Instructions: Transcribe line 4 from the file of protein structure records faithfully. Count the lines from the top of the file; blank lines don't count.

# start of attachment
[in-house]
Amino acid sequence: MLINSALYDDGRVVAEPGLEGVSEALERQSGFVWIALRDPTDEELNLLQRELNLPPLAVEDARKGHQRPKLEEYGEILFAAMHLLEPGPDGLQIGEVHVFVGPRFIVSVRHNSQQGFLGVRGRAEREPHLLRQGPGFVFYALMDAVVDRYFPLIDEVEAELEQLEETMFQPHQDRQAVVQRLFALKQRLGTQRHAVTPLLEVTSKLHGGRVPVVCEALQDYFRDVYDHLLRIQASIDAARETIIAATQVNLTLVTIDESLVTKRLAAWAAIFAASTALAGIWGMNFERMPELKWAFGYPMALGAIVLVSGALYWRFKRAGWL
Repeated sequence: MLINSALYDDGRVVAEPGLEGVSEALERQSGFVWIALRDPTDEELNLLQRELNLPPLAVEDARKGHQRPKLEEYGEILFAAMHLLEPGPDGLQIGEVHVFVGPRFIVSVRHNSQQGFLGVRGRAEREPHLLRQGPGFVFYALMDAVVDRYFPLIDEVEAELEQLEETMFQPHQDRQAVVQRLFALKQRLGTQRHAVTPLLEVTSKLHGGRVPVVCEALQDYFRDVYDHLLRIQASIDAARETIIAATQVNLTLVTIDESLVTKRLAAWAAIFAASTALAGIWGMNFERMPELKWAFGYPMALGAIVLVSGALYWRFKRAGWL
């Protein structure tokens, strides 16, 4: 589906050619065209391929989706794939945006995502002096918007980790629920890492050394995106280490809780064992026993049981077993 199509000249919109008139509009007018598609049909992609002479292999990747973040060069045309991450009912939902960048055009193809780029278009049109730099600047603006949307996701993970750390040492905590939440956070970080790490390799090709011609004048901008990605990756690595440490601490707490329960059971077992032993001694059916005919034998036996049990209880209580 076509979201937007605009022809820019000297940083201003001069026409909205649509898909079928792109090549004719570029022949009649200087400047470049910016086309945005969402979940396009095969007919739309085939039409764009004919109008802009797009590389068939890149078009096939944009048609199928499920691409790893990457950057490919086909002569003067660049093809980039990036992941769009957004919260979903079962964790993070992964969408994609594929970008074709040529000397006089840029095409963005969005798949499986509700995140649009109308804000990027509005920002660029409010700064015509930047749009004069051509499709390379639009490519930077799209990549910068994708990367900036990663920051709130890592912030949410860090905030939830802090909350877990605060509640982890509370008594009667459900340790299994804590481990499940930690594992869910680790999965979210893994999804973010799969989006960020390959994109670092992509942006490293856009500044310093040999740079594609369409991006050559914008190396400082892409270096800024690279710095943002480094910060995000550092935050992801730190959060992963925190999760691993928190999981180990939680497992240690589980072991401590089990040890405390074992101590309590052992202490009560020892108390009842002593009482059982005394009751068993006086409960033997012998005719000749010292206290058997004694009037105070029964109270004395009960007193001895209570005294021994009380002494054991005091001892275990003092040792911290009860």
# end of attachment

């Protein structure tokens, strides 16, 4: 589906050619065209391929989706794939945006995502002096918007980790629920890492050394995106280490809780064992026993049981077993 199509000249919109008139509009007018598609049909992609002479292999990747973040060069045309991450009912939902960048055009193809780029278009049109730099600047603006949307996701993970750390040492905590939440956070970080790490390799090709011609004048901008990605990756690595440490601490707490329960059971077992032993001694059916005919034998036996049990209880209580 076509979201937007605009022809820019000297940083201003001069026409909205649509898909079928792109090549004719570029022949009649200087400047470049910016086309945005969402979940396009095969007919739309085939039409764009004919109008802009797009590389068939890149078009096939944009048609199928499920691409790893990457950057490919086909002569003067660049093809980039990036992941769009957004919260979903079962964790993070992964969408994609594929970008074709040529000397006089840029095409963005969005798949499986509700995140649009109308804000990027509005920002660029409010700064015509930047749009004069051509499709390379639009490519930077799209990549910068994708990367900036990663920051709130890592912030949410860090905030939830802090909350877990605060509640982890509370008594009667459900340790299994804590481990499940930690594992869910680790999965979210893994999804973010799969989006960020390959994109670092992509942006490293856009500044310093040999740079594609369409991006050559914008190396400082892409270096800024690279710095943002480094910060995000550092935050992801730190959060992963925190999760691993928190999981180990939680497992240690589980072991401590089990040890405390074992101590309590052992202490009560020892108390009842002593009482059982005394009751068993006086409960033997012998005719000749010292206290058997004694009037105070029964109270004395009960007193001895209570005294021994009380002494054991005091001892275990003092040792911290009860």